From the Port Phillip Insider (AUS) by Shae Russell and Jim Rickards –
Gold is money. And money people forget that. And while central banks have dabbled in and out of owning physical gold, there’s the famous ‘Gordon Brown’s Bottom’, where the UK’s Chancellor of the Exchequer — fancy talk for a country’s Treasurer — famously sold 395 tonnes of gold over 17 auctions between July 1999 and March 2002, receiving an average price of US$276 per ounce.
Sure, the UK raised 2.2 billion pounds.
However, this gold selloff really enabled the UK to ‘invest’ in the euro. Arguably, you couldn’t call it investing in the euro…more like financially supporting the fiat currency experiment of our time.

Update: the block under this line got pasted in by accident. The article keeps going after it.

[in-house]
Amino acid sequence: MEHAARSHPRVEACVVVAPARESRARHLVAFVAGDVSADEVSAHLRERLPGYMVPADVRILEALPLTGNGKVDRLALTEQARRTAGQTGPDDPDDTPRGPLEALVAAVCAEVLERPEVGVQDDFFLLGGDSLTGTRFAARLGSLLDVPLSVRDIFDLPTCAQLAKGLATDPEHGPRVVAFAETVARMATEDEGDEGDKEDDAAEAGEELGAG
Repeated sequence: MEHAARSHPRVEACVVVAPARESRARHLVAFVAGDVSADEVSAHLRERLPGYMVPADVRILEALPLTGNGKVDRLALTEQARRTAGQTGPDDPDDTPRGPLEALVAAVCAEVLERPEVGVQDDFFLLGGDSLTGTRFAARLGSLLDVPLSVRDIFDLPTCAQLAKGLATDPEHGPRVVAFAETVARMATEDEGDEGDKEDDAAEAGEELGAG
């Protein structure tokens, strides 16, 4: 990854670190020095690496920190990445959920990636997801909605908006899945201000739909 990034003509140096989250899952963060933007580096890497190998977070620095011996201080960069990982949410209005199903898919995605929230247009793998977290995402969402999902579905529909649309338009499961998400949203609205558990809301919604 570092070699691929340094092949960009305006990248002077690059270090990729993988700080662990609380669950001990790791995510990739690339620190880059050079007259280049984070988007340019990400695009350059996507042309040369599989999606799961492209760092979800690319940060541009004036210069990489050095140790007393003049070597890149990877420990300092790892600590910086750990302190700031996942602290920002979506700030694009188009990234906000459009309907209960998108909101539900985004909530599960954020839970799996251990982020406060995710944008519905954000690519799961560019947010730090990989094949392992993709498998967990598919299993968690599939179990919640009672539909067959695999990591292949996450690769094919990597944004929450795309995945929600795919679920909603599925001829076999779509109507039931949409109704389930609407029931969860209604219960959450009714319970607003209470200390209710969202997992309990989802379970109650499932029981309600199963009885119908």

Australia had its own Gordon Brown bottom moment.
In the first six months of 1997, the Reserve Bank of Australia sold 167 tonnes of the shiny metal. The central bank netted $2.4 billion along the way. But rather than selling the gold at auction, it was a one-off transaction through a broker. Leaving Aussies with a paltry 79 tonnes sitting somewhere in a vault.
In a paper obtained by the Australian Freedom of Information laws, The Australian claims that the RBA felt the ‘commodity’ — note that they call gold a commodity, and not a currency — wouldn’t play a role in a future financial crisis.
However, there’s new data to suggest that some central banks are buying physical bullion at a rate not seen since the late 1970s.
A report from the Official Monetary and Financial Institutions Forum (OMFIF) shows central banks have been buying up gold at an average rate of 350 tonnes per year.